AMSTERDAM -- Treatment regimens for type 2 diabetes that include pioglitazone (Actos) were associated with lower risk of stroke and myocardial infarction, claimed investigators for the drug's maker.
AMSTERDAM, Sept. 19 -- Treatment regimens for type 2 diabetes that include pioglitazone (Actos) were associated with lower risk of stroke and myocardial infarction, claimed investigators for the drug's maker.
The analysis of insurance claims for more than 66,000 patients with type 2 diabetes revealed a relatively low incidence of both stroke (3.36% in the pioglitazone patients versus 4.22% in patients on other therapies) and MI (0.86% in the pioglitazone group versus 1.42% in controls), according to findings reported at the European Association for the Study of Diabetes meeting here.
Those differences, however, translated into adjusted relative risks among patients on pioglitazone of 0.80 (95% confidence interval, 0.7158 to 0.8932, P
In the current study, Dr. Spanheimer and colleagues searched the i3 Innovus database, which includes data on more than 27 million patients in managed care plans to identify patients treated for type 2 diabetes from 2003 through 2006.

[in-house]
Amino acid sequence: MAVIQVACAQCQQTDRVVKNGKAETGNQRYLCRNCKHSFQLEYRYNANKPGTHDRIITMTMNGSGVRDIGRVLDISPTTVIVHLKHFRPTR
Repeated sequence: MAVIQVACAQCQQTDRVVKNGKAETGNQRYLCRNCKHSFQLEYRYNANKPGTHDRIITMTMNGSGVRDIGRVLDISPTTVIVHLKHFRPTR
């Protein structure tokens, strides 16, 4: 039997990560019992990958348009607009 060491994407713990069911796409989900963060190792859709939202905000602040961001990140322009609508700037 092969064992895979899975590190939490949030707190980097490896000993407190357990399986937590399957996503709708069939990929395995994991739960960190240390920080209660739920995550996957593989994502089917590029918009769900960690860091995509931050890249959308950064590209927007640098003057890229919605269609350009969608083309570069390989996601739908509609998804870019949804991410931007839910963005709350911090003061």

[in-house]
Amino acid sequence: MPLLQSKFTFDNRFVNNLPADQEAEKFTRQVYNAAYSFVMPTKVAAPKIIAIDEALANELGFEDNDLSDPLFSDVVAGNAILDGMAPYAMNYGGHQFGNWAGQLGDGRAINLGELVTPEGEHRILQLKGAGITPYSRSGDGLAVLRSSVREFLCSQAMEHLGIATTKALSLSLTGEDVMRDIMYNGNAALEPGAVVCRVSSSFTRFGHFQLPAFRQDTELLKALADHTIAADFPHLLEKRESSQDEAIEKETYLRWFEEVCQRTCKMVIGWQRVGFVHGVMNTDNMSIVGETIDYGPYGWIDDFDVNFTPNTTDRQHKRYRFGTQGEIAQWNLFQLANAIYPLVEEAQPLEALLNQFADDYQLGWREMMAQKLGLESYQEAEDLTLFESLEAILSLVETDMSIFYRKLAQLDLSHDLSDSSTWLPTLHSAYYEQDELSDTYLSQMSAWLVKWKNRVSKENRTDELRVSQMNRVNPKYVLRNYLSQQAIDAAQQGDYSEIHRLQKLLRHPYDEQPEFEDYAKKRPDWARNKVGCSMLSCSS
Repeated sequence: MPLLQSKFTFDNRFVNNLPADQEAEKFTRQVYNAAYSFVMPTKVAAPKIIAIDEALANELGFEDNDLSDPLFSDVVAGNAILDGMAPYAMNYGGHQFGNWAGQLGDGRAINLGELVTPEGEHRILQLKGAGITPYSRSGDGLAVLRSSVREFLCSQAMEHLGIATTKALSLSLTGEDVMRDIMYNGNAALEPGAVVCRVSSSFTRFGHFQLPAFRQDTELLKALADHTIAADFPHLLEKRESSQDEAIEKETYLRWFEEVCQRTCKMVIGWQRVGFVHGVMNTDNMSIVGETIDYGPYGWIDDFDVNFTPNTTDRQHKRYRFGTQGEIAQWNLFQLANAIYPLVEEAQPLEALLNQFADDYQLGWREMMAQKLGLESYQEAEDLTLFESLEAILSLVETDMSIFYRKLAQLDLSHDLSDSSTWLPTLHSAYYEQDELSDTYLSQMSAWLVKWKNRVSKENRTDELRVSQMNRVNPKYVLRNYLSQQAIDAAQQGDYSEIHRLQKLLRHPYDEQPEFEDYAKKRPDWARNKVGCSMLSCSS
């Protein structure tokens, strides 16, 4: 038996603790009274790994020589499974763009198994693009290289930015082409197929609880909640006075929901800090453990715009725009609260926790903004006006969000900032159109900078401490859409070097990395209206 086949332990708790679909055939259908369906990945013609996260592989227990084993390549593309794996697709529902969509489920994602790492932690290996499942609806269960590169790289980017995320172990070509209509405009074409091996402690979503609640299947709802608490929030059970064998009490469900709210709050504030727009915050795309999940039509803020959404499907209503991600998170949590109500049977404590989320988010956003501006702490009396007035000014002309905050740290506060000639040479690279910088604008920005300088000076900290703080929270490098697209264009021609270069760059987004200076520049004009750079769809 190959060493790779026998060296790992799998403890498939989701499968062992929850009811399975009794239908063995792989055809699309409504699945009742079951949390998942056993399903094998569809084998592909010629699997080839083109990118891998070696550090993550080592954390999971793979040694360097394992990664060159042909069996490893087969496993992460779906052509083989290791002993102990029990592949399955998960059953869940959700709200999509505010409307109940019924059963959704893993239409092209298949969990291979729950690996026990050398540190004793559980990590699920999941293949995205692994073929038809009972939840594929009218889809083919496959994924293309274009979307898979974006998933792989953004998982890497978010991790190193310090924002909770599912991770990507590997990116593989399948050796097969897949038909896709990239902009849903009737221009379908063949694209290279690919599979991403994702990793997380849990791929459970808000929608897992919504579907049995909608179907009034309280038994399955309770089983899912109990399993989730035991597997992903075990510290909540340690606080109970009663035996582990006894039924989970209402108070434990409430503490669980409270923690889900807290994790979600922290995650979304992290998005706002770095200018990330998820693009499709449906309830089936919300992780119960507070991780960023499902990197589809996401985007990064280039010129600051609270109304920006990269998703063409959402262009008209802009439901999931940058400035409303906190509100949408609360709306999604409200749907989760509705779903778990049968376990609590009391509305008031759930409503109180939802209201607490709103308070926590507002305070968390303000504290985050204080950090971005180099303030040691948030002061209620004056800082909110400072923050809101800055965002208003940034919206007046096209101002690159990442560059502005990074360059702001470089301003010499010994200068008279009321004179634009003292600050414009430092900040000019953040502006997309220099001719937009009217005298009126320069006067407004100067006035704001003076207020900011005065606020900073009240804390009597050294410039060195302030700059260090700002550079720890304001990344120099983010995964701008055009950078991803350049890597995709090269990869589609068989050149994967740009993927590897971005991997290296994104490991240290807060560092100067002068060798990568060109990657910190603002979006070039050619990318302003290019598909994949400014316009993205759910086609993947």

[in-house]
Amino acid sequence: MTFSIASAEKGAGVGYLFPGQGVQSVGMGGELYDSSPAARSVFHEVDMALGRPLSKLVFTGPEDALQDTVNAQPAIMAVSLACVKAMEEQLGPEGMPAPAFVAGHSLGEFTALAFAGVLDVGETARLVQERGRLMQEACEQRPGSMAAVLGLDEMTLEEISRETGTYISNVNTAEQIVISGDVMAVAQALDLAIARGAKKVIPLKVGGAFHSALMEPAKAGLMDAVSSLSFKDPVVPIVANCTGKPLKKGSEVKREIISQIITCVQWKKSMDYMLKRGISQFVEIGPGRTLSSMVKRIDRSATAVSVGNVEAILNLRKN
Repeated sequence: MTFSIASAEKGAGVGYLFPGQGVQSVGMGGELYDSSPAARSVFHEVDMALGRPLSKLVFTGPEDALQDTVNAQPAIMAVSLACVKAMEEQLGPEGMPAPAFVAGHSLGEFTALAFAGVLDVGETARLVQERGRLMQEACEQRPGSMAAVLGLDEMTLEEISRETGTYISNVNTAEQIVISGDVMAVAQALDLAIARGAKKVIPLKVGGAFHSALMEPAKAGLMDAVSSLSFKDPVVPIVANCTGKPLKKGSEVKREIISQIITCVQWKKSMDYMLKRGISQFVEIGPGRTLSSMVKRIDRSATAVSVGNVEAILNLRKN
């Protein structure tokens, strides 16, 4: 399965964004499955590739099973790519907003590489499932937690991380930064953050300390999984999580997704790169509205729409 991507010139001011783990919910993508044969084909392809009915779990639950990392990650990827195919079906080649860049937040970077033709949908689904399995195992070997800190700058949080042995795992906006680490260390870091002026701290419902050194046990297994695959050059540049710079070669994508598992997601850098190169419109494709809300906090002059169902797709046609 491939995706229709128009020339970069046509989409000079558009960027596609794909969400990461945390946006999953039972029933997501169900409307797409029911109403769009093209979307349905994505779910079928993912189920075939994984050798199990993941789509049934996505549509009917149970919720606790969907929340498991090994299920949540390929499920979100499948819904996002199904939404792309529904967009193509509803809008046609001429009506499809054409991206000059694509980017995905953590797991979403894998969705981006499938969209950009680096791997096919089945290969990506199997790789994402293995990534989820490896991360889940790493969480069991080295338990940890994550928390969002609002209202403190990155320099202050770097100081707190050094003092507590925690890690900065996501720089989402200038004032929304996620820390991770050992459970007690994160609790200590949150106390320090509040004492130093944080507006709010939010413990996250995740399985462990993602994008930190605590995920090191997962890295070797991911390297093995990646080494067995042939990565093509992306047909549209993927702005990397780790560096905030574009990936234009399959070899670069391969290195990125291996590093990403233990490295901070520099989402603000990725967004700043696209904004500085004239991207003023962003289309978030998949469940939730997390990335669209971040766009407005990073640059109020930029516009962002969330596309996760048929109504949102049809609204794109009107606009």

They compared outcomes for 11,433 patients treated with pioglitazone with or without other therapies to 55,273 patients who received any antidiabetes therapy other than pioglitazone or rosiglitazone.
The outcome was the incidence of stroke or MI as defined by ICD-9 codes.
The index date was defined as the start date for the initial antidiabetes medication. Patients were included if they were 45 or older at the index date, had continuous enrollment data available for at least six months before and one month after the index date, and did not have a record of stroke or MI in the six months before the index date.
"We conclude that, in a clinical practice setting in patients with type 2 diabetes, therapies that include pioglitazone are associated with significant reductions in the risk for stroke or MI compared to non-thiazolidinedione therapies," they wrote.